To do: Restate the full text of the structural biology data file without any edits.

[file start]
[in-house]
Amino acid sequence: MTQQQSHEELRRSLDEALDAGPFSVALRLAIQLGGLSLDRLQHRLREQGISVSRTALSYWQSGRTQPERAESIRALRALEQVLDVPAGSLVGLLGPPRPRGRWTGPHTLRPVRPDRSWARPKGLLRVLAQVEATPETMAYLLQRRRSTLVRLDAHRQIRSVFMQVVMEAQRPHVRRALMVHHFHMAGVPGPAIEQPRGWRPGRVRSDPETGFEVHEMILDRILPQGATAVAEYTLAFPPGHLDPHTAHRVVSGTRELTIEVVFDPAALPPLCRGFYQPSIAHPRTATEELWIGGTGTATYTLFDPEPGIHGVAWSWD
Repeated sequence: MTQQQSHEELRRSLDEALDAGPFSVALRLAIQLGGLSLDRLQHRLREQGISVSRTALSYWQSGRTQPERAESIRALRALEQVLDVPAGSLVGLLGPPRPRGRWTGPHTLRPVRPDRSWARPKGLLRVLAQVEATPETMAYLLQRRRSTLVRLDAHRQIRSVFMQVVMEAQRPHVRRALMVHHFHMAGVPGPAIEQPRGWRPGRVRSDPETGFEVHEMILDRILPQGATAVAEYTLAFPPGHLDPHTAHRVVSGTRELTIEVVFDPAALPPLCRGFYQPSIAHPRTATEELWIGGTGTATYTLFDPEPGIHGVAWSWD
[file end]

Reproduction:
[in-house]
Amino acid sequence: MTQQQSHEELRRSLDEALDAGPFSVALRLAIQLGGLSLDRLQHRLREQGISVSRTALSYWQSGRTQPERAESIRALRALEQVLDVPAGSLVGLLGPPRPRGRWTGPHTLRPVRPDRSWARPKGLLRVLAQVEATPETMAYLLQRRRSTLVRLDAHRQIRSVFMQVVMEAQRPHVRRALMVHHFHMAGVPGPAIEQPRGWRPGRVRSDPETGFEVHEMILDRILPQGATAVAEYTLAFPPGHLDPHTAHRVVSGTRELTIEVVFDPAALPPLCRGFYQPSIAHPRTATEELWIGGTGTATYTLFDPEPGIHGVAWSWD
Repeated sequence: MTQQQSHEELRRSLDEALDAGPFSVALRLAIQLGGLSLDRLQHRLREQGISVSRTALSYWQSGRTQPERAESIRALRALEQVLDVPAGSLVGLLGPPRPRGRWTGPHTLRPVRPDRSWARPKGLLRVLAQVEATPETMAYLLQRRRSTLVRLDAHRQIRSVFMQVVMEAQRPHVRRALMVHHFHMAGVPGPAIEQPRGWRPGRVRSDPETGFEVHEMILDRILPQGATAVAEYTLAFPPGHLDPHTAHRVVSGTRELTIEVVFDPAALPPLCRGFYQPSIAHPRTATEELWIGGTGTATYTLFDPEPGIHGVAWSWD